On March 6th and 7th, the United States House of Representatives heard testimony about proposed changes to rules governing tip pooling. The hearings led to the introduction of legislation to ban tip pooling, blocking changes to current regulations.
Tip pooling has become a hot topic as the Department of Labor has moved to overturn an Obama-era regulation that effectively banned mandatory tip sharing. Under current rules, all tips belong exclusively to tipped employees. The new proposal is to roll back the regulations to the 2011 standard and allow for businesses to require tip sharing between front and back of house employees.
Many opponents to the rule change noted that if employees were forced to share tips with traditionally non-tipped employees, they could also be forced to share tips with managers and business owners – leading to wage theft. Instead of recognizing this issue, however, the administration actively removed any mention of potential wage theft from its analysis of the proposal.
The public reaction to the rule changes, and to the way the Dept. of Labor has handled them, has not been positive.
On March 6th, Labor Secretary Alexander Acosta testified to Congress on the matter, laying the groundwork for a legislative compromise: “I fully support a provision that says establishments should not be permitted to keep any portion of a tip.” His idea was to allow the sharing of tips, but to ban employers and managers from confiscating tips for themselves.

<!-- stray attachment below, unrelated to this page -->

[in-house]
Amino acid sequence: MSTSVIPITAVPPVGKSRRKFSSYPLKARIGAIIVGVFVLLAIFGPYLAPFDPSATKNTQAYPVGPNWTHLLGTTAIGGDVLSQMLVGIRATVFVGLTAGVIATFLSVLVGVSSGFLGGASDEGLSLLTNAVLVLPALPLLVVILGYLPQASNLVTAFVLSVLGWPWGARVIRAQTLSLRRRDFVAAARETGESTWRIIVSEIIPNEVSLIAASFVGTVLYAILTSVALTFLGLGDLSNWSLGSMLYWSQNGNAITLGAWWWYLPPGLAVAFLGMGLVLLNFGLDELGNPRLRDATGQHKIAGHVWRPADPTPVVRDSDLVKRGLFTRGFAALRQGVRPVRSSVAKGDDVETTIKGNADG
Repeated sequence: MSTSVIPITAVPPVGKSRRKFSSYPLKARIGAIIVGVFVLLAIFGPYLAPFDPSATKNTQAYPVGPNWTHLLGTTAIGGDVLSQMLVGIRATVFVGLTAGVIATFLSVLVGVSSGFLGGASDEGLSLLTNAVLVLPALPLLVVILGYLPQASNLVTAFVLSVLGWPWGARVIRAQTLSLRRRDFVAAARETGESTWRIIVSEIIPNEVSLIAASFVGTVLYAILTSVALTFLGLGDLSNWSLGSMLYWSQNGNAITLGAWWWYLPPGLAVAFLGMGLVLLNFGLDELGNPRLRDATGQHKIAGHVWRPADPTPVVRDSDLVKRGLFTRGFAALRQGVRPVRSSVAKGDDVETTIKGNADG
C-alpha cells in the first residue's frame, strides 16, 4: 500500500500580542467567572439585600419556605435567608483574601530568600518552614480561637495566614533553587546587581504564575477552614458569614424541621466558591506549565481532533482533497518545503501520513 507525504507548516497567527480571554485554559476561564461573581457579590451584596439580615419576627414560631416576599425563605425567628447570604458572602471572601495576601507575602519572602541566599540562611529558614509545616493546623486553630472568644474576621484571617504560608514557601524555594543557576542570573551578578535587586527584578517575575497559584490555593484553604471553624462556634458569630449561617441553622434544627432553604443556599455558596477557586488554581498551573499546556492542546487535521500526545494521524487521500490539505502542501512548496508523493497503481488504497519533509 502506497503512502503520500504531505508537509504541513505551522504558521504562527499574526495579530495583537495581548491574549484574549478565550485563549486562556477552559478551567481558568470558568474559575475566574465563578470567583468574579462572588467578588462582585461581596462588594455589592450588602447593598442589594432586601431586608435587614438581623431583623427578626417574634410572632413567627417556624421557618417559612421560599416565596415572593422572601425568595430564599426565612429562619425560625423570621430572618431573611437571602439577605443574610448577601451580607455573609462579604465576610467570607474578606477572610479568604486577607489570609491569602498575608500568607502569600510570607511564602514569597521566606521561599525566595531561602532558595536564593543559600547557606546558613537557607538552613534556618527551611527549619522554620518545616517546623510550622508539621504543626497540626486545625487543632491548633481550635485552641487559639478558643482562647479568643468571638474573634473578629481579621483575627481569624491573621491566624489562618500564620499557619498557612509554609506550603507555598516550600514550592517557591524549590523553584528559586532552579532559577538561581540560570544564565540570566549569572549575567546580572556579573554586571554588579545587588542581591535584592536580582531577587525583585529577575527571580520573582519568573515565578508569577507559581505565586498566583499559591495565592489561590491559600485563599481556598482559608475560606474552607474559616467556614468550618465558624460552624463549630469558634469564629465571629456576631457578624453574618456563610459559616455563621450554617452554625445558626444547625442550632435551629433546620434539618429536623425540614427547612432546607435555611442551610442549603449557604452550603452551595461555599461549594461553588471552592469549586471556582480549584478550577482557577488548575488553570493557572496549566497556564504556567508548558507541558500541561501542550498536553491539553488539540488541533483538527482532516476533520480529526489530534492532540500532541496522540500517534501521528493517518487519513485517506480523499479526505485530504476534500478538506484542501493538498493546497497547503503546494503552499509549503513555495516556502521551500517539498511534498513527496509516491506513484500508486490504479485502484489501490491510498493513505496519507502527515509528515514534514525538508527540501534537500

On March 7th, House Democrats Reps Rosa DeLauro (D-Conn.) and Katherine Clark (D-Mass.) introduced a bill that went further. Under the Tip Income Protection Act, the Fair Labor Standards Act would be amended to ban mandatory tip sharing – not just for employers and managers, but for all traditionally non-tipped employees like cooks and dishwashers. In essence, the bill would make the Obama-era rule into law.
“Every day, workers depend on their hard earned tips to feed their families and get through school, and the least this administration can do is offer assurance that their bosses won’t steal from them,” Clark said in a written statement.
It’s too early to tell if the bill will move forward in the House and then Senate, however. While the provision to block owners and managers from participating in mandatory tip pools drew support from both sides of Congress, a bill to ban the practice of tip pooling altogether may face opposition. It’s also possible the bill will be amended to limit its scope to only cover the issue of wage-theft and allow mandatory tip pooling after all. One thing is for certain – in an election year, it is a good idea to reach out to your representatives and make your opinions known.